The Surprising Complexities of Conversion
One of the fundamentals of small parts sourcing is the ability to convert between different units of measurement — for example, creating a metric tolerance chart by converting tolerance figures between millimeters and inches.
It’s a task that is not nearly as simple as you may think. In fact, the risks of moving back and forth between metric and standard measurement systems is the stuff of legends, often having disastrous results.
Some Worst-Case Scenarios
Back in 1983, an Air Canada Boeing 767 flying from Montreal to Edmonton ran out of fuel about an hour into its flight and had to (literally) glide in for an emergency landing. Miraculously, only two passengers sustained minor injuries — and that was while evacuating the aircraft.
Why did it happen?
When the aircraft’s fuel quantity indication system failed prior to takeoff, the flight and ground crews decided to manually compute the amount of fuel required. Calculating that the plane needed 8,703 kg of fuel, they divided that by 1.77 — the density of the fuel according to the refueling company’s documentation — to convert the kilograms to 4,916 L. That amount of fuel was then pumped into the aircraft.
Trouble is, while the 767 aircraft measured fuel in kilograms per liter (kg/L), the density figures in the refueling guide used pounds per liter (lb/L). As a result, the plane had less than half the required amount of fuel on board.
There are plenty of other examples:
- In 1999, NASA lost its $125 million Mars Climate Orbiter (MCO), the first interplanetary weather satellite, because spacecraft engineers failed to convert from standard to metric measurements. With its trajectory computed using pound-seconds mistaken for the metric unit of force (newton-seconds), the MCO failed to enter orbit and crashed into the planet Mars.
- In 2003, the Space Mountain roller coaster at Tokyo Disneyland derailed due to an axle that was smaller than the design requirements, causing a gap of more than 1.0 mm (instead of 0.2 mm) between the bearing and the axle. The specs had been converted to metric units in 1995, but in 2002 the earlier standard unit specs were used to order new axles — which ended up measuring 44.14 mm instead of the needed 45 mm.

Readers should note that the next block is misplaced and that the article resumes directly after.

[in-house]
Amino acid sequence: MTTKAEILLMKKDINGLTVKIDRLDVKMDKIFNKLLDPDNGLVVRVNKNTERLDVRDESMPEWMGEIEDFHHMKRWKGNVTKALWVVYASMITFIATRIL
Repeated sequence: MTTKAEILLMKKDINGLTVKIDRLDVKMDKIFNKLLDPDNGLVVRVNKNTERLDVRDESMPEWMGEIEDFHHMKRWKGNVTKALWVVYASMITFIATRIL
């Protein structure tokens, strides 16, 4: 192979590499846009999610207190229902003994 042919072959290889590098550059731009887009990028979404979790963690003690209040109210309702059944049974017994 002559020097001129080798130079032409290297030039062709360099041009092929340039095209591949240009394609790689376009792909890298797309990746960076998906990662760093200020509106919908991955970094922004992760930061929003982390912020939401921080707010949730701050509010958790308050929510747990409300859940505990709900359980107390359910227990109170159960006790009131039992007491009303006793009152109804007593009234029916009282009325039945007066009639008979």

- Boeing’s use of standard units may have hampered the subcontracting of some precision work to overseas suppliers, adding to delays in the manufacture of the Boeing 787 Dreamliner. Originally due in May 2008, the aircraft did not enter into commercial service until October 2011.
You get the picture. The use of different units, human error, and inaccurate metric to standard conversions (and vice versa) can have serious implications for not only quality and performance, but also safety.
Conversion Technology to the Rescue?
Notably, it is true that today’s technology provides more reliable conversion tools and helps to reduce the risk of human error. Computer numeric controls (CNC) on machines allow conversions to be calculated internally for all of the values within a machine’s control.
On the shop floor, staff can be equipped with a variety of handheld digital micrometers for converting on the fly. For example, the display on a modern digital micrometer allows users to toggle between metric units and inches with the press of a button.
However, standard to metric conversion (and back again) is not a simple proposition, and there are still some things to consider when switching measurement systems.
Most machines are calibrated in the unit that makes the most sense for its primary use. For example, a tool that makes parts for use in carpentry may be calibrated in standard inches and its fractions.
But while fractions are well suited to the markings on a tape measure, they are not easy to transpose when being entered into a machine. Moreover, the measurements used in carpentry, while fine for woodworking, are ten to one hundred times larger than the measurements used for medical devices.